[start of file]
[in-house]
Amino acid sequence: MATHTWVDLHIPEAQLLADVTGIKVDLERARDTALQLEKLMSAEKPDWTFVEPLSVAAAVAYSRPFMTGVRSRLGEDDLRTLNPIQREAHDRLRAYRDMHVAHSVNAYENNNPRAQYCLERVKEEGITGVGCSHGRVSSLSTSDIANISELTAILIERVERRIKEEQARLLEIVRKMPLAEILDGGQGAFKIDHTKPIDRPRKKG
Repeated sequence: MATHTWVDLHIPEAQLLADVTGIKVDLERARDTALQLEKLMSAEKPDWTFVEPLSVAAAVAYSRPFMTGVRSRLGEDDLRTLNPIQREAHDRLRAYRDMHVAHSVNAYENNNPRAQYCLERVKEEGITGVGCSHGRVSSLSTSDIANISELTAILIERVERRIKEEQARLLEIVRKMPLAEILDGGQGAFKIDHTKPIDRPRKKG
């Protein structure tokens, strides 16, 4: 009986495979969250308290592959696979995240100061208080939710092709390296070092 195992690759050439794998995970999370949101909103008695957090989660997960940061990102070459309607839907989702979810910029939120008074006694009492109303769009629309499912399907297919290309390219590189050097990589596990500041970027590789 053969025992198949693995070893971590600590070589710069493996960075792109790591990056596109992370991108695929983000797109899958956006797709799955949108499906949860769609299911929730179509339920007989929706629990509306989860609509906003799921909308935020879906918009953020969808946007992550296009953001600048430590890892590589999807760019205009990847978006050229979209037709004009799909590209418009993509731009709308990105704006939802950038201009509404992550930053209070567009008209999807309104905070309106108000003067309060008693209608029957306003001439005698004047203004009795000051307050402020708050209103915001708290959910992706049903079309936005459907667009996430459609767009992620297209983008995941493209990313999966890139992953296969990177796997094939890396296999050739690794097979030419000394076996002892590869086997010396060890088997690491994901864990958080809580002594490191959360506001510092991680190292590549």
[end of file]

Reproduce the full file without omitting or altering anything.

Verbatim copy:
[in-house]
Amino acid sequence: MATHTWVDLHIPEAQLLADVTGIKVDLERARDTALQLEKLMSAEKPDWTFVEPLSVAAAVAYSRPFMTGVRSRLGEDDLRTLNPIQREAHDRLRAYRDMHVAHSVNAYENNNPRAQYCLERVKEEGITGVGCSHGRVSSLSTSDIANISELTAILIERVERRIKEEQARLLEIVRKMPLAEILDGGQGAFKIDHTKPIDRPRKKG
Repeated sequence: MATHTWVDLHIPEAQLLADVTGIKVDLERARDTALQLEKLMSAEKPDWTFVEPLSVAAAVAYSRPFMTGVRSRLGEDDLRTLNPIQREAHDRLRAYRDMHVAHSVNAYENNNPRAQYCLERVKEEGITGVGCSHGRVSSLSTSDIANISELTAILIERVERRIKEEQARLLEIVRKMPLAEILDGGQGAFKIDHTKPIDRPRKKG
């Protein structure tokens, strides 16, 4: 009986495979969250308290592959696979995240100061208080939710092709390296070092 195992690759050439794998995970999370949101909103008695957090989660997960940061990102070459309607839907989702979810910029939120008074006694009492109303769009629309499912399907297919290309390219590189050097990589596990500041970027590789 053969025992198949693995070893971590600590070589710069493996960075792109790591990056596109992370991108695929983000797109899958956006797709799955949108499906949860769609299911929730179509339920007989929706629990509306989860609509906003799921909308935020879906918009953020969808946007992550296009953001600048430590890892590589999807760019205009990847978006050229979209037709004009799909590209418009993509731009709308990105704006939802950038201009509404992550930053209070567009008209999807309104905070309106108000003067309060008693209608029957306003001439005698004047203004009795000051307050402020708050209103915001708290959910992706049903079309936005459907667009996430459609767009992620297209983008995941493209990313999966890139992953296969990177796997094939890396296999050739690794097979030419000394076996002892590869086997010396060890088997690491994901864990958080809580002594490191959360506001510092991680190292590549």